Jordan B. Petersen's Secrets to Motivation (Especially if You're Lazy)

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We all have an all too-long list of things that we recognize would make our lives substantially more fulfilling if we only took steps to accomplishing them, but for some reason, we’re too busy, too exhausted, or simply too lazy to take action. It might be cleaning your basement, going to the gym, or starting a passion project, like writing a book, or taking a painting class. Clinical psychologist Jordan B. Petersen addresses the tendency to procrastinate when it comes to taking steps towards our goals, and he offers the solution in his book 12 Rules for Life: an Antidote to Chaos. Here are his tips to help you actually get things done.

1.Know yourself & be honest about your nature.

It can be hard to look at yourself, really look and be honest with yourself about what motivates you, how you are in relationships, or what it would take to really go after your goals, but it’s necessary if you’re actually going to achieve them.

“You have a nature. You can play the tyrant to it, but you will certainly rebel. How hard can you force yourself to work and sustain your desire to work? How much can you sacrifice to your partner before generosity turns to resentment? What is it that you actually love? What is it that you genuinely want?”

2.Give yourself a reward that you actually care about.

While I might find myself willing to wake up early to run if I knew I was going to treat myself to sushi later, that might not work for everyone. You might find it rewarding to take some time off work, splurge on a new outfit, or give yourself permission to watch a full-day marathon of Christmas movies.

“Ask yourself what you would require to be motivated to undertake the job, honestly, and listen to the answer.”

2.Be ruthlessly honest in your quest to have a meaningful life.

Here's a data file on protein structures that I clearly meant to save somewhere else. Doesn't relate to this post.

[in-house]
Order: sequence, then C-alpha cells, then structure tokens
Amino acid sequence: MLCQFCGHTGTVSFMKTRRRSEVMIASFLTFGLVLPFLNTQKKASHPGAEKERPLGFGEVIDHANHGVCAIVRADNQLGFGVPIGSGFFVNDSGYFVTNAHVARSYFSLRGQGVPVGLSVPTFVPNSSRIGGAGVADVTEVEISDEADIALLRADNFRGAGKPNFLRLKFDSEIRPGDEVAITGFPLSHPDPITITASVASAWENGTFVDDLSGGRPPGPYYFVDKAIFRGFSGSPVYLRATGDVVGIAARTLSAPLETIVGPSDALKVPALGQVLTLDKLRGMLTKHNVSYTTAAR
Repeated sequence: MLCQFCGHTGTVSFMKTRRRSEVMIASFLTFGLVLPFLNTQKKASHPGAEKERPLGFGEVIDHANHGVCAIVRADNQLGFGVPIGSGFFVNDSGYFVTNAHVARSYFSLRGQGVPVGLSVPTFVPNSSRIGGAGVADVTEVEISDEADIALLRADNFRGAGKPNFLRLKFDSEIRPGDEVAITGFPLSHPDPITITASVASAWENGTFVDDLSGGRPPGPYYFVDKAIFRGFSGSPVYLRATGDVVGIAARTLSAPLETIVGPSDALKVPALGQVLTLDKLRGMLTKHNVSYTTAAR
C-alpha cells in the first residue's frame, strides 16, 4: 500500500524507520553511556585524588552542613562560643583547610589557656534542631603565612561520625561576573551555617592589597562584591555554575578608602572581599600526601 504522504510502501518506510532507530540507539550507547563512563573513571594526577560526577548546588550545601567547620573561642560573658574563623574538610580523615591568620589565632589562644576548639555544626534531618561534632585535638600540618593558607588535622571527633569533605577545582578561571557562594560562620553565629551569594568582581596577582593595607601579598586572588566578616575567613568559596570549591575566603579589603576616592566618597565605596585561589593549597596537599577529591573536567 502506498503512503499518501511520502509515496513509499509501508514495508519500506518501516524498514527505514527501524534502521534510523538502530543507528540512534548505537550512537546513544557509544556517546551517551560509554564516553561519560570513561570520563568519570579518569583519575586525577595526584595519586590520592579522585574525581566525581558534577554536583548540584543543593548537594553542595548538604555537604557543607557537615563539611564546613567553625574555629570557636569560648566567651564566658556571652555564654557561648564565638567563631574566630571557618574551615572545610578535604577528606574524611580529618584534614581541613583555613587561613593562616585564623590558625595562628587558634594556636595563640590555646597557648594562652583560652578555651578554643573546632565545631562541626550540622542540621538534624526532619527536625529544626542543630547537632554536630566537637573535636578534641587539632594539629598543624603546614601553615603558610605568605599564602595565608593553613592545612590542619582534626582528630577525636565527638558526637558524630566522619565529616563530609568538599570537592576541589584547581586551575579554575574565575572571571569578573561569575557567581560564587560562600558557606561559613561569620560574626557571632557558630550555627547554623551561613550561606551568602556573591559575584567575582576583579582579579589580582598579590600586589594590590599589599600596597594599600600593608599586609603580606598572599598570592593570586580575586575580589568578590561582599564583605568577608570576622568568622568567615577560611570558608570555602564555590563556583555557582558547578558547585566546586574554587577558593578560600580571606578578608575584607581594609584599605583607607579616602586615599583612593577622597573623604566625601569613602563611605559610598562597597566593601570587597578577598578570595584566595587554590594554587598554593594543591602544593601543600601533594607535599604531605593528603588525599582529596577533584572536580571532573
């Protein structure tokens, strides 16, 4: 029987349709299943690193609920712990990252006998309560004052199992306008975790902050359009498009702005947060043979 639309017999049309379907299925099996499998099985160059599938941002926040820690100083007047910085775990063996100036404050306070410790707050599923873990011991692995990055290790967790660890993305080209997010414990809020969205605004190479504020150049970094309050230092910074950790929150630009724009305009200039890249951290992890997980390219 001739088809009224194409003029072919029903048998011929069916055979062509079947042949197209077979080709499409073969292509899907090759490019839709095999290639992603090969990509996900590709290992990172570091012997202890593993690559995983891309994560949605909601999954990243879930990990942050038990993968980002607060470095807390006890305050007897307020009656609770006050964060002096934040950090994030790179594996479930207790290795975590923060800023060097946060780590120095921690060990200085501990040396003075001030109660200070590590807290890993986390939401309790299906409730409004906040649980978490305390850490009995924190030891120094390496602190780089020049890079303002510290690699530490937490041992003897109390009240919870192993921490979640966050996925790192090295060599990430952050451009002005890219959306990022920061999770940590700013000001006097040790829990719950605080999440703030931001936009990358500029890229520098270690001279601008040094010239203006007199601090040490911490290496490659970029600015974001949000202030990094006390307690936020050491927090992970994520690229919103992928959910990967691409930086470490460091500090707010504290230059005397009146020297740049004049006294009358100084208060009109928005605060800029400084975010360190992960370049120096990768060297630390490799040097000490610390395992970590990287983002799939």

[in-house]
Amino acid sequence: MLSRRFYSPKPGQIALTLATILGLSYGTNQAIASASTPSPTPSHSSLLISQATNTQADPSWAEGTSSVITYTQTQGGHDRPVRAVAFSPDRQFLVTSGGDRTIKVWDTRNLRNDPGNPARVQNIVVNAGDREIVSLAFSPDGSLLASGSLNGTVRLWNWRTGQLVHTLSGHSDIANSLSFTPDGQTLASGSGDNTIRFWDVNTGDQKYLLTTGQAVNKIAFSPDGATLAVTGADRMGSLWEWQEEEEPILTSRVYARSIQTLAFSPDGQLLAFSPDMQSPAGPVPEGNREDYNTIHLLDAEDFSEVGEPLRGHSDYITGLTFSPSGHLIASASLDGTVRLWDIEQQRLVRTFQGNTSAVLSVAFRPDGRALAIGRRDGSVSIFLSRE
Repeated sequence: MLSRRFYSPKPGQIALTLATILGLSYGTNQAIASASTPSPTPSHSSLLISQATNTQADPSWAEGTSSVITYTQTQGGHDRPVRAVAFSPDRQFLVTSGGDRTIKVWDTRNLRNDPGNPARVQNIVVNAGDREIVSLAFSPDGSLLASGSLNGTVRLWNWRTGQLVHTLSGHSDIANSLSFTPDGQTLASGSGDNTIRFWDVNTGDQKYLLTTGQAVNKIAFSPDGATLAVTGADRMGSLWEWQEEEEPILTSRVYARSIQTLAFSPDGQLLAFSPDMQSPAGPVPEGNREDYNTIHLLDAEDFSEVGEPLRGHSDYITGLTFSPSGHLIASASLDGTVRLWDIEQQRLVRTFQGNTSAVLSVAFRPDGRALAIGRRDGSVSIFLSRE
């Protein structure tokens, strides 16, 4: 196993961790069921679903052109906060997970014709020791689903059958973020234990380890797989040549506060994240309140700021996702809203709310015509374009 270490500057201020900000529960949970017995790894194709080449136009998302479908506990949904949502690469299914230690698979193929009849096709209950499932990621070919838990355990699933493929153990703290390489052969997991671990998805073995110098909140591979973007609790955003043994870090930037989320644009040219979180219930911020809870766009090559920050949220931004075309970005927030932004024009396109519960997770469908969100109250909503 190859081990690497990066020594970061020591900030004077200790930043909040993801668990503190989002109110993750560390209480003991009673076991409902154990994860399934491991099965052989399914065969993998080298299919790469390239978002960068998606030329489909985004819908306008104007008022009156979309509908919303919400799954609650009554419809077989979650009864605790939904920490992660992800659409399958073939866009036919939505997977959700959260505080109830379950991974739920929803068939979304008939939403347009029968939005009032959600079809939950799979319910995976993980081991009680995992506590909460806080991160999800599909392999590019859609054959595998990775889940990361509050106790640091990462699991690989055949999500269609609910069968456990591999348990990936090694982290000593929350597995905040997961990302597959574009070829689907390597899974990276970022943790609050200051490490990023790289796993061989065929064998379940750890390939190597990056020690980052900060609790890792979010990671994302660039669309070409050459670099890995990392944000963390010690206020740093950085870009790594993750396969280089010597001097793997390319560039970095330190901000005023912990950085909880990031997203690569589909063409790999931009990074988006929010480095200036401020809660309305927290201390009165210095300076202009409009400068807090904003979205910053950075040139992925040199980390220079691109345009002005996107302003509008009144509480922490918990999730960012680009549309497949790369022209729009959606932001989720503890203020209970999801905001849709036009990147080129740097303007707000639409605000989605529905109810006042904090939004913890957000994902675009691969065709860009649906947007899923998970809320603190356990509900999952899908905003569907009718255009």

Being truthful can be difficult, as you might not want to follow in your parents’ footsteps, go back to school, or have a traditional life with a 9-5 job and two children. Before achieving your goals, you must first be willing to be honest about what would really give your life meaning.

“Dare, instead, to be dangerous. Dare to be truthful. Dare to articulate yourself, and express (or at least become aware of) what would really justify your life.”

3.Don’t bother with shoulds.

It’s easy to procrastinate on working toward your goals when they are a byproduct of obligations you have to others. Instead, choose to recognize the obligation you have to yourself.

“When do you dislike your parents, your spouse, or your children, and why? What might be done about that? What do you need and want from your friends and your business partners? This is not a mere matter of what you should want. I’m not talking about what other people require from you, or your duties to them. I’m talking about determining the nature of your moral obligation, to yourself.”

4.Stop comparing yourself to others.

Your meter of whether you’re meeting your goals and living a life of meaning is probably the result of a series of comparisons you’ve made between your life and the life of others.

“When the internal critic puts you down using such comparisons, here’s how it operates: First, it selects a single, arbitrary domain of comparison (fame, maybe or power). Then it acts as if that domain is the only one that is relevant. Then it contrasts you unfavorably with someone truly stellar, within that domain.

Jessica Leon